(Prometheus, 384 pages, hardback, 2004)
This is an important book, and thoroughly to be recommended. It is also, unfortunately, a flawed one in terms of its presentation, filled with clumsy writing and egregious repetition: it reads like a collection of essays written, rather hurriedly, at different times, and it’s somewhat shameful that neither the author nor his editor made the least effort to knit these into a coherent text.
The appeal to moviemakers of enlisting the cooperation of the military is obvious. For a fraction of the outlay that would otherwise be incurred, the military can lay on helicopters, battleships, nuclear subs and a cast of thousands. The peril of accepting such a huge cash savings — which may very well represent the difference between a movie being made and not made — is equally obvious. The non-cash price the military demands is script-approval, more usually euphemized as “technical advice.” In Operation Hollywood Robb draws up an almost mind-numbingly wide-ranging roster of movies that have been substantially — often absurdly — compromised by the military’s refusal to support enterprises that they feel fail to convey “the right message.”
The ethical core of the book is summed up in a few lines about two-thirds of the way through:
And to get an idea of what’s been lost by the sanitizing of hundreds of movies that the Pentagon has assisted, imagine what the films that the Pentagon refused to assist might have been like if they’d been subjected to the military’s approval process. Imagine a “toned down” Jack D. Ripper, the mad army general obsessed with the purity of bodily fluids in Stanley Kubrick’s Dr. Strangelove; or a “more positive” Colonel Kurtz, the insane renegade army officer in Francis Ford Coppola’s Apocalypse Now; or a less bitter Ron Kovic, the paralyzed hero-turned-war resister in Oliver Stone’s Born on the Fourth of July; or a less goofy, more soldierlike Forrest Gump [italics sic]. How would we have known if the producers of these films had toned down their characters in order to get the military’s cooperation? And how would we have known that our movie-memories had been tampered with?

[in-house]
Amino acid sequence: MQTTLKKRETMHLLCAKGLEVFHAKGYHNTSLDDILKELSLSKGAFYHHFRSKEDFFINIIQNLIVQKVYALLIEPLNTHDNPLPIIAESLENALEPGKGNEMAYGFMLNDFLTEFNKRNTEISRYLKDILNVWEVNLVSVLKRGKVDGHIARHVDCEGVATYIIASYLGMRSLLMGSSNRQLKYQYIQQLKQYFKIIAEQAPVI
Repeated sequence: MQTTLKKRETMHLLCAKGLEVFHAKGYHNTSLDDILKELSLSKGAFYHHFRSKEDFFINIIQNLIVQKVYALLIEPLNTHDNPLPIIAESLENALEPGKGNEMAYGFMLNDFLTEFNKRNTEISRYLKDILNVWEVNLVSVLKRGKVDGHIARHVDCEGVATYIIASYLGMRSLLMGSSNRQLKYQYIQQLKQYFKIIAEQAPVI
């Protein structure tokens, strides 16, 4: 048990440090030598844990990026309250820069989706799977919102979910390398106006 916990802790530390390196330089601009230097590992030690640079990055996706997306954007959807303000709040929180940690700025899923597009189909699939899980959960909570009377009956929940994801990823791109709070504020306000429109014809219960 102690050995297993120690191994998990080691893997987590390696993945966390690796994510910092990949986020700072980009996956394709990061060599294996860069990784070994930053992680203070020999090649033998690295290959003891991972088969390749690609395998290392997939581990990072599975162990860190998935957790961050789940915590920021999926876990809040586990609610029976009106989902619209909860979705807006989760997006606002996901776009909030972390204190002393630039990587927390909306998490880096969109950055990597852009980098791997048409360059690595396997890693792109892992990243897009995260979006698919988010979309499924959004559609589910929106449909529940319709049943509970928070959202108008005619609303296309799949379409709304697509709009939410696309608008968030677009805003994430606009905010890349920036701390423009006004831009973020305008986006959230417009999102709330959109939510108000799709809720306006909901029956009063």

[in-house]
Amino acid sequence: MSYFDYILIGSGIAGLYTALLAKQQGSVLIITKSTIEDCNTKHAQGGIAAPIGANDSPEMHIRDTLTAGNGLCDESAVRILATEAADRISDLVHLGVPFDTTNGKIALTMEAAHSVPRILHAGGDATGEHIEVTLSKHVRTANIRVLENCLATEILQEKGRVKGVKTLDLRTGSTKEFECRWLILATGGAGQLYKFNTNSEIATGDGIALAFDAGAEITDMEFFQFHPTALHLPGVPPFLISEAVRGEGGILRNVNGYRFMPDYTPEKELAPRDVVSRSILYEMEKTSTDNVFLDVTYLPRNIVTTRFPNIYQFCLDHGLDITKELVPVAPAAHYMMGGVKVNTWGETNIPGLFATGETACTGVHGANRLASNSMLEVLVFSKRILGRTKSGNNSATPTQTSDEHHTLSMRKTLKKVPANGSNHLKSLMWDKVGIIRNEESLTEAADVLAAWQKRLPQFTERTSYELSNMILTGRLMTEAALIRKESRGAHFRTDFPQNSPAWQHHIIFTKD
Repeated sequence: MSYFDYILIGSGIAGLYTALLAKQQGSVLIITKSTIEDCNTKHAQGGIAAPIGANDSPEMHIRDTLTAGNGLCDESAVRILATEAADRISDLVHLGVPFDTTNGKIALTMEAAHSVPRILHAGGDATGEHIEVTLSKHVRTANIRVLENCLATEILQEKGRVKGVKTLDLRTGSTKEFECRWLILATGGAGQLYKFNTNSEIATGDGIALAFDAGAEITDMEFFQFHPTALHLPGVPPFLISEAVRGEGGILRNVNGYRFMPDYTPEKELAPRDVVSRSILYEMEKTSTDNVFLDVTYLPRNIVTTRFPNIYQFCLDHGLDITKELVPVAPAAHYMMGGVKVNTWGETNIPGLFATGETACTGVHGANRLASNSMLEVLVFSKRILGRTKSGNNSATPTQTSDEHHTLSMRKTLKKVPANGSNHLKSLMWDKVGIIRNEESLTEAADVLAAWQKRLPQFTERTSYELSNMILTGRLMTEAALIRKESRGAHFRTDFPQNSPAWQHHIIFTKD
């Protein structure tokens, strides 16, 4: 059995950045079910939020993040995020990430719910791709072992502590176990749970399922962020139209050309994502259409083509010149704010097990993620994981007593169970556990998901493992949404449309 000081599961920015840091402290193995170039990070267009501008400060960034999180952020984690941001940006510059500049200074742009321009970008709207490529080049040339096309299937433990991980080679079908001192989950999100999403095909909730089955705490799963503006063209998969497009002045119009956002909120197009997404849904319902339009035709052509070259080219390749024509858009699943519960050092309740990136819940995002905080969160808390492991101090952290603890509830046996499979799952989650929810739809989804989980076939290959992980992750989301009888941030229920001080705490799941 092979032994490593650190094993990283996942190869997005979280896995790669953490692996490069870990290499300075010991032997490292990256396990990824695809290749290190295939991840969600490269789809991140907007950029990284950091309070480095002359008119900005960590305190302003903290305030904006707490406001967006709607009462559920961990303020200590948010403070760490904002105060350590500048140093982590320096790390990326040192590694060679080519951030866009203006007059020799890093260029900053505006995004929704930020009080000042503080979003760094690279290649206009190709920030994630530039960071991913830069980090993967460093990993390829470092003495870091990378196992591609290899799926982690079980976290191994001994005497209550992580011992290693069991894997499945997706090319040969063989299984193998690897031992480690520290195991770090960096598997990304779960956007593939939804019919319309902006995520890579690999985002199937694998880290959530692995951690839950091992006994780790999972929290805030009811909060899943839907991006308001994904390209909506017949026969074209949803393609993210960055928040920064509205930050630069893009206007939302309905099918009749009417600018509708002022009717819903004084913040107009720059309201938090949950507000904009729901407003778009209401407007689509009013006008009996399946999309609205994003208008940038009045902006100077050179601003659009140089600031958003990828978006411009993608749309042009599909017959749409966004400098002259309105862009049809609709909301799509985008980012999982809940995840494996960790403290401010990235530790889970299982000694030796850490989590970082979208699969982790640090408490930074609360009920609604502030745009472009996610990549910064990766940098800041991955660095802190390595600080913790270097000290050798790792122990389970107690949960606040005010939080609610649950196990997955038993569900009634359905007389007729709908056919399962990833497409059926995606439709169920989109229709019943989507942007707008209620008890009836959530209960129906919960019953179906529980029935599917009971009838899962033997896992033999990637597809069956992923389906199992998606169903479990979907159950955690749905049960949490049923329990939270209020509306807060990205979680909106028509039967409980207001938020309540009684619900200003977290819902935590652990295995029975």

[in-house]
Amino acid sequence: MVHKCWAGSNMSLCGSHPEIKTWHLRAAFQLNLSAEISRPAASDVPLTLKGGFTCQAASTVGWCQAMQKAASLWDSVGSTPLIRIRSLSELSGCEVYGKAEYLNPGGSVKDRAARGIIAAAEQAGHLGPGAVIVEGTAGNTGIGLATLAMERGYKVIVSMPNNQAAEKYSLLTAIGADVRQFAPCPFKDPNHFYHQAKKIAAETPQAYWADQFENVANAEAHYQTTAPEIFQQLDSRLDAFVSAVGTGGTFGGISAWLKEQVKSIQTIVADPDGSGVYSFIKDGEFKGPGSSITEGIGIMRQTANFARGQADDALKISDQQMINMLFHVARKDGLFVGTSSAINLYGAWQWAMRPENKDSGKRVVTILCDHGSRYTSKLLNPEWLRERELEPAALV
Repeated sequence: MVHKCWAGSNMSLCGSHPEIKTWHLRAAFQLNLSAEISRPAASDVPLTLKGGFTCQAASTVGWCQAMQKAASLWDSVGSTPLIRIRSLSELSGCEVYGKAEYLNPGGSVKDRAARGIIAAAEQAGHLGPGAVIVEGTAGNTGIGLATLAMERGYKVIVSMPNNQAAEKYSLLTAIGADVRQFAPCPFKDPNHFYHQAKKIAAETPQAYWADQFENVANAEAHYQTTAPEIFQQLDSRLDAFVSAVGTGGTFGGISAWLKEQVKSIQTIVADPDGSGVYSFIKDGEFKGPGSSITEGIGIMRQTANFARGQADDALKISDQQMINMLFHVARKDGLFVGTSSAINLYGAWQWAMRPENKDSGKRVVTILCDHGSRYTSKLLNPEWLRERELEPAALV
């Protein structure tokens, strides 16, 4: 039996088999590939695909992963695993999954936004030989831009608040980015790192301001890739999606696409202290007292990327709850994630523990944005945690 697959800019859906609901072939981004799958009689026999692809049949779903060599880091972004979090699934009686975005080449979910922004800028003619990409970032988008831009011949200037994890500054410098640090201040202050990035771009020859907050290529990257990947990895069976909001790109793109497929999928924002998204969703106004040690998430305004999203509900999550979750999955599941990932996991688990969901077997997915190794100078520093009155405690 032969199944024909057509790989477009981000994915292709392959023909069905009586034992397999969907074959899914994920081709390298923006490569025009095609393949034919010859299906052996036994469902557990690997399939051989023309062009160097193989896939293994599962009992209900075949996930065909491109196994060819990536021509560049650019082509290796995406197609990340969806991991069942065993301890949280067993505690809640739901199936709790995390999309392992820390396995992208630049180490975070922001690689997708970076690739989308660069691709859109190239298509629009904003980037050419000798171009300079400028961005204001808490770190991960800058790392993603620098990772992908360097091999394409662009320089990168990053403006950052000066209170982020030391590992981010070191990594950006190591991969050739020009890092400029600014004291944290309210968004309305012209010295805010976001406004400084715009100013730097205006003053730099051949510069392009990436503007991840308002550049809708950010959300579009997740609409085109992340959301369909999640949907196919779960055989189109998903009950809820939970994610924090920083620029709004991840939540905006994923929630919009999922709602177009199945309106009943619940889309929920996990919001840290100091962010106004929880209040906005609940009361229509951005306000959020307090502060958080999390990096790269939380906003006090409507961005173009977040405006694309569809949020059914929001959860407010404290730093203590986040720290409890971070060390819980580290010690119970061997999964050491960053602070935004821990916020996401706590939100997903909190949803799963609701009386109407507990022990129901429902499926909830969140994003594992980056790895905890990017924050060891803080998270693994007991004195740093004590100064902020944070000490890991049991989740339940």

The answer, of course, is that we wouldn’t, without the help of assiduous researchers like Robb. A case in point is the relatively recent movie Windtalkers, concerning the so- called Code Talkers, Navajos enlisted to serve alongside Marines in World War II because their language was totally incomprehensible to the Japanese and, as an evolved rather than a created “code”, was invulnerable to decryption techniques. I saw this movie after I’d read Robb’s book; the person I was with had not. My companion assumed the historical underpinning of the movie was, aside from the obvious Hollywood-blockbuster conventions, fairly accurate, and was quite horrified to find this wasn’t the case. In particular, among countless smaller changes, institutionalized racism toward the Navajos was downplayed (there is a single violently racist Marine, and even he “learns better” as the movie progresses), and, most specific of all, the instruction given to each Marine teamed with a Navajo that, should his charge fall into enemy hands, his imperative duty was to kill him, in case the “code” could be tortured out of him, was almost completely written out of the script: it’s still there in tacit form, but it’s no longer an important dynamic of the plot.